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February 22, 2017


Caregivers Need Sleep Too: How Little Sleep Affects the Heart


It’s safe to say that once your children were grown you thought you would get a good night’s sleep. Then you became a caregiver for an aging loved one and the sleep deprivation became part of your life once again. Caring for an aging loved one is a full-time job and one that can be filled with sleepless nights. It’s important that you know the health effects of not getting enough sleep so that you can find a way to make a good night’s sleep a priority.
 
A new German study suggests that sleep deprivation affects heart function. The researchers studied healthy people working 24-hour shifts and found that short-term sleep deprivation can lead to a significant “increase in cardiac contractility [the degree to which heart muscle contracts], blood pressure and heart rate.” The study also found that after the shift, participants showed significant increases in certain hormone levels including cortisol that is released by the body in response to stress.
 
It’s common for people in fire and emergency medical services, medical residencies and other high-stress jobs to work 24-hour shifts with little opportunity for sleep. But, according to the researchers behind the new study, the findings likely apply to other professions in which people work long stretches without sleep – like caregivers.
 
Exactly what is “enough sleep”? The National Sleep Foundation recommends 7 to 9 hours of sleep for adults between the ages of 26 and 64 and 7 to 8 hours for adults over the age of 64. Is that far less sleep than you are getting each night?
 
Sleep needs to be a priority. It is as essential to a human being’s health as is food and water. Sleep research conducted by the Division of Sleep Medicine at Harvard Medical School shows that one of the main parts of the brain impacted by a lack of sleep is the prefrontal cortex that controls complex thought. That is one very good reason that sleep is your most important tool as a caregiver – it enhances your performance and helps to maintain good judgement.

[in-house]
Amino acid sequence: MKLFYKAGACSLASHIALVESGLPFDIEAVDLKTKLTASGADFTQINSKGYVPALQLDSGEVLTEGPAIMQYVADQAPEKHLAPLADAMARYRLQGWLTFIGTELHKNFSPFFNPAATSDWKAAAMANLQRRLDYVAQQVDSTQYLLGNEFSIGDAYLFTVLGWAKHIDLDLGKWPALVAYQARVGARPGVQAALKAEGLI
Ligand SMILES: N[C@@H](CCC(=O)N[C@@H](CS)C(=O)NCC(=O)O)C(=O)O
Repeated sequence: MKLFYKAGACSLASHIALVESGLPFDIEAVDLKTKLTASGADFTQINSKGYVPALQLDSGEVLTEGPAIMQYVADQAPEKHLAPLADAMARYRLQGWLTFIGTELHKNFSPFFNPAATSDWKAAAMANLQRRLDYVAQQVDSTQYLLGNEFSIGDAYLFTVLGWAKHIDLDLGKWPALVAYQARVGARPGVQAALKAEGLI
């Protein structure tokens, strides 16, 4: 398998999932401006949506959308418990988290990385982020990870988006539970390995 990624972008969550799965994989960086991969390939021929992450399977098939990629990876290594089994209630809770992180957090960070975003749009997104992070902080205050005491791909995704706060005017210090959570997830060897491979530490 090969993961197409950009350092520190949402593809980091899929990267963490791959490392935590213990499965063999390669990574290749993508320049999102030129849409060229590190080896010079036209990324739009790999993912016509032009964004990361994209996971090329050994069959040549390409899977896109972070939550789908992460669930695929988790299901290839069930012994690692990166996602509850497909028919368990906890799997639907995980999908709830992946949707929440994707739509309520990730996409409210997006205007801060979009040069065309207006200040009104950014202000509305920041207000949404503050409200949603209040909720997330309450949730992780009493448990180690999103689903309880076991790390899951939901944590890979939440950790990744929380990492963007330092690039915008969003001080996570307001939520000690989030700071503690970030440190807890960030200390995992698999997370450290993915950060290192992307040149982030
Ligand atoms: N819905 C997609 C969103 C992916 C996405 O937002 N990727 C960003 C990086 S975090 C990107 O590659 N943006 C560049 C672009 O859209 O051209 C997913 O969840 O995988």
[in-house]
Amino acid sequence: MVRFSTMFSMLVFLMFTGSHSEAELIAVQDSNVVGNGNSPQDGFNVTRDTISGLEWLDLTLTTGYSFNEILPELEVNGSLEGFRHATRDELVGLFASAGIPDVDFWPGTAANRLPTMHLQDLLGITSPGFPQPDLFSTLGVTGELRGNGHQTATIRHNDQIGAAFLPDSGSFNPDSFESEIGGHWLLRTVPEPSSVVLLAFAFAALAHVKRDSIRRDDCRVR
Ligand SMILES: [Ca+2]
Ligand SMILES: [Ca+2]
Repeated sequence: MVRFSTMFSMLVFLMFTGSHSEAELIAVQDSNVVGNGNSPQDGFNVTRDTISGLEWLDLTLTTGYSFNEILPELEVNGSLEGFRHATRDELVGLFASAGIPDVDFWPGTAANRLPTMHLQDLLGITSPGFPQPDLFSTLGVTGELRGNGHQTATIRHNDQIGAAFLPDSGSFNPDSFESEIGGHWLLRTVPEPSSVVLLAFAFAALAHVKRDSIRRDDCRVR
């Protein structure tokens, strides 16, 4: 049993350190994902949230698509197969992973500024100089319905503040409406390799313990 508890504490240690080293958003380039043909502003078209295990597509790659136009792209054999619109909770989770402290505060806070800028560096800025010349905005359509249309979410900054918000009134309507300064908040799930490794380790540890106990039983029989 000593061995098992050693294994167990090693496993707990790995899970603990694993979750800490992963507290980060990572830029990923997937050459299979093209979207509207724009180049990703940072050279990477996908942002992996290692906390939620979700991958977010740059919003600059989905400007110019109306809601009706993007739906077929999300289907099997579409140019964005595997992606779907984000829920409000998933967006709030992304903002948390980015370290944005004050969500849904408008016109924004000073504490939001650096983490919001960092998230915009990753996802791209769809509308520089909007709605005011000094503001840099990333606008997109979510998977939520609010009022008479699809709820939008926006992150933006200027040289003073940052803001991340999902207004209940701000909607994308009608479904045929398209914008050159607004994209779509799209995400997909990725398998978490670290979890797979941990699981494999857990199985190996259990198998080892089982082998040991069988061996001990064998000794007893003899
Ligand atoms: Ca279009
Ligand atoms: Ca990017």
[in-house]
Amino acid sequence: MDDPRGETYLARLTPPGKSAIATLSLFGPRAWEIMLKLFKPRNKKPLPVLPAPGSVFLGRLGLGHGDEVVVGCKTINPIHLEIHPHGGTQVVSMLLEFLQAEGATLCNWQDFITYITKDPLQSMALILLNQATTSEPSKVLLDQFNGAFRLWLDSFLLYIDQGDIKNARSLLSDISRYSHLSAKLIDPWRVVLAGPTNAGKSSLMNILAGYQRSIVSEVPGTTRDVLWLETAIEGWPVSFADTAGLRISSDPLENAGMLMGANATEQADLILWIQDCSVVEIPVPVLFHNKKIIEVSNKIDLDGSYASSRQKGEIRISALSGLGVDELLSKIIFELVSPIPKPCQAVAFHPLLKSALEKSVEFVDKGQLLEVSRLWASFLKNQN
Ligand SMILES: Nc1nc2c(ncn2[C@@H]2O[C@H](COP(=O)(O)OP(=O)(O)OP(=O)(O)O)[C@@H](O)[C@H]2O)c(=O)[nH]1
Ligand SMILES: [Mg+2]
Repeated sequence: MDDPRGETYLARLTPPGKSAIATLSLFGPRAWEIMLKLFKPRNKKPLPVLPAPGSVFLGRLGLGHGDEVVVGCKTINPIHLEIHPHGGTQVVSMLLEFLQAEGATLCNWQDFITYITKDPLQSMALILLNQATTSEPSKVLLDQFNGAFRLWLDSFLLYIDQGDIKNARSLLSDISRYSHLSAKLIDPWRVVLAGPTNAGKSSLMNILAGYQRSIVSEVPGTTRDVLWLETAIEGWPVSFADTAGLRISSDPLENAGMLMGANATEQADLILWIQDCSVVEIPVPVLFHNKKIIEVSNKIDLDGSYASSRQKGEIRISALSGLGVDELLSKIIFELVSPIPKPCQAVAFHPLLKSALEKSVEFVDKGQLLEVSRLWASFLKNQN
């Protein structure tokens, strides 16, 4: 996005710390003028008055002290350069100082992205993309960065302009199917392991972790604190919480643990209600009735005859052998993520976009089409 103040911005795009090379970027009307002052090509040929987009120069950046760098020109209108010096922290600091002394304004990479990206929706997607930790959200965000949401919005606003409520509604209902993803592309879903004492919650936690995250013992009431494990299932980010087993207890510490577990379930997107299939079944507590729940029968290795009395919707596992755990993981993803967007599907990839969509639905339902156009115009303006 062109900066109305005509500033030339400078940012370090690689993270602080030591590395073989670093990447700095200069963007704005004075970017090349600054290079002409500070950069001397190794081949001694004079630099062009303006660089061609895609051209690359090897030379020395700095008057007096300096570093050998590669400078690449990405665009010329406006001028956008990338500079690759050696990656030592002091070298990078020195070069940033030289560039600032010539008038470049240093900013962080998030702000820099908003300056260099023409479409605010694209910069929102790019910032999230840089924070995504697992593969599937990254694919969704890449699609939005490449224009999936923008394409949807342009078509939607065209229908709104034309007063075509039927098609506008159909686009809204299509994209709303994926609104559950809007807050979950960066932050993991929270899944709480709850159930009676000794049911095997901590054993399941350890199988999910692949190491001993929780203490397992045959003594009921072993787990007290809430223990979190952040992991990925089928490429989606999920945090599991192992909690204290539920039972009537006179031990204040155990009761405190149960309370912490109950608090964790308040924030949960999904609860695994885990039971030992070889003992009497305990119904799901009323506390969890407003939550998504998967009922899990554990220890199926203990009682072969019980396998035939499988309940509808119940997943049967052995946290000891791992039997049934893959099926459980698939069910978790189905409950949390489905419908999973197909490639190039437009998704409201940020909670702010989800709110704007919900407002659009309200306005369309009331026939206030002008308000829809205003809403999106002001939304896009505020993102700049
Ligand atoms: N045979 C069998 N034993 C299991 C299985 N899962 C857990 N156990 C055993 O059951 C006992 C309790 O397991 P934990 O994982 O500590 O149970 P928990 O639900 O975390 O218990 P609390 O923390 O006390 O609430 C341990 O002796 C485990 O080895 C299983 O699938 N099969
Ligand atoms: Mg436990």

According to the Harvard studies, not getting enough sleep – whether for just one night or over the course of weeks to months – negatively impacts our mood, our ability to focus, and our mental performance. Concentration, working memory, mathematical capacity, and logical reasoning are all aspects of cognitive function compromised by sleep deprivation. As a result, people who are sleep deprived will begin to show deficits in many tasks that require logical reasoning which is certainly the centerpiece of providing good care.
 
Obtaining too little sleep also upsets the balance of hormones. Poor sleep leads to an increase in the production of cortisol, often referred to as the “stress hormone” as well as the hormone that alerts the brain that it has enough food. As a result, poor sleep may result in food cravings and the urge to eat sweets that satisfy the craving for a quick energy boost.
 
It’s time to get a good night’s sleep and Home Care Assistance can help. We provide flexible care that will remove the caregiving burden from your schedule in ways that truly help. If stress is interfering with your ability to get a good night’s sleep we can relieve it by providing daily care, 24/7 around the clock care and hourly care. Our caregivers are available to provide respite care to give you a much needed break from caregiving responsibilities. You deserve the peace of mind that comes from knowing you have support in caring for your loved one so that you have time to rest and recharge.


 

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